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Input-Output Conference 2010

The Industrial Ecology Lab - towards an integrated Australian research platform

The concept of environmental or carbon footprint is familiar to most Australians. Over the past decade, the footprint concept has become a powerful framework in which to analyse and describe the indirect, often invisible, impacts of our economic activity on the environment. This becomes increasingly useful as globalisation changes our economy. Goods and services now often pass through extended production and supply chains before reaching the end consumer, involving environmental impacts at each transaction point along the way. Producing a car, for example, may involve iron ore mining in Western Australia, car assemblage in Japan, electronic parts imported from China, and thousands of other inputs. At first sight, analysing the environmental implications of such complex supply-chains seems impossibly complicated.

However, researchers from nine collaborating Australian institutions will establish ground-breaking electronic infrastructure to address this challenge. They will create a virtual "Industrial Ecology Laboratory" that can unravel the complex environmental and economic interactions of modern Australia. This virtual laboratory will dramatically enhance Australia's analytical capabilities in Life-Cycle Assessment (LCA), carbon footprinting, water footprinting, and other approaches to environmental impact assessment. It will also improve our capacity for modelling the future effects of changes in economic and social policy.

The Industrial Ecology Lab will integrate a diverse set of data streams with a calculation engine that can rapidly react as new information becomes available, and this capability will mark a new era in sustainability research. The Industrial Ecology Laboratory will significantly boost Australia's ability to make strategic decisions that deliver a more environmentally, socially, and economically sustainable economy.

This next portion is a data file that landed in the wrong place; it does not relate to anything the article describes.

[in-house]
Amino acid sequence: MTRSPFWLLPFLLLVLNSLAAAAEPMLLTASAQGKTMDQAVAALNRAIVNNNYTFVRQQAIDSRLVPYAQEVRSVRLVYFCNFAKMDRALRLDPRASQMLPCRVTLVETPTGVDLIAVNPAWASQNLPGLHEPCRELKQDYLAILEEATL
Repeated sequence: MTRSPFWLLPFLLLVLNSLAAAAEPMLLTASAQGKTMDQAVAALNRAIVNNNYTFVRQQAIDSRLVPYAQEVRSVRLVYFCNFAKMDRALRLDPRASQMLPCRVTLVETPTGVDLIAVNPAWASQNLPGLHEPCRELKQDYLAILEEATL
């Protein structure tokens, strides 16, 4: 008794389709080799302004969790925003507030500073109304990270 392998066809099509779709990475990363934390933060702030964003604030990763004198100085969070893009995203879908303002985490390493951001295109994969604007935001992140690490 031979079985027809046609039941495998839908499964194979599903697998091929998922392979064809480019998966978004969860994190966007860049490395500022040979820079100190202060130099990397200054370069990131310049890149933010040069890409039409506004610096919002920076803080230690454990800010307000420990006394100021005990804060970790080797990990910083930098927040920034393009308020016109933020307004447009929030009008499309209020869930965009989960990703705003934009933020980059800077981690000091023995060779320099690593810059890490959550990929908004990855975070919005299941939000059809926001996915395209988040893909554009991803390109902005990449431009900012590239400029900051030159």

A number of researchers are already using the Industrial Ecology Lab for their purposes, for example in studies on future biofuel industries for Australia , industrial symbiosis and material efficiency and on waste metal flows. The IE Lab is also collaborating with the Jolliet Lab at the School of Public Health of the University of Michigan, on modeling the environmental health effects of Australian consumption by combining an economic MRIO model with a multiscale fate and exposure model of pollution. For further details on the Industrial Ecology Lab, follow this link.

The Industrial Ecology Lab concept was conceived by Prof Manfred Lenzen, of ISA at the University of Sydney. The constituency of the original Industrial Ecology Lab was established at two meetings, one on Stradbroke Island, Qld, 25-30 April 2012 and one in Bundanoon, NSW, 18-20 February 2013. The IE Lab's architecture and infrastructure will be developed throughout 2013 under the lead of Prof Manfred Lenzen. From 2014 onwards, the Lab will be operated under the lead of Prof Tommy Wiedmann of the University of New South Wales. The Industrial Ecology Laboratory acknowledges funding from the NeCTAR project. NeCTAR is an Australian Government project conducted as part of the Super Science initiative and financed by the Education Investment Fund.

The project participants are (in alphabetical order)

The founding members of the Industrial Ecology Lab. From left to right, top row: Joe Lane, Dean Webb, Julien Ugon, Steve Kenway, Arne Geschke; bottom row: Peter Daniels, Manfred Lenzen, Tommy Wiedmann, Jacob Fry. Missing: John Boland, Christian Reynolds

For further information please contact

Dr Arne Geschke
ISA, School of Physics A28
The University of Sydney NSW 2006
+61 (0)2 9036-7505
[email protected]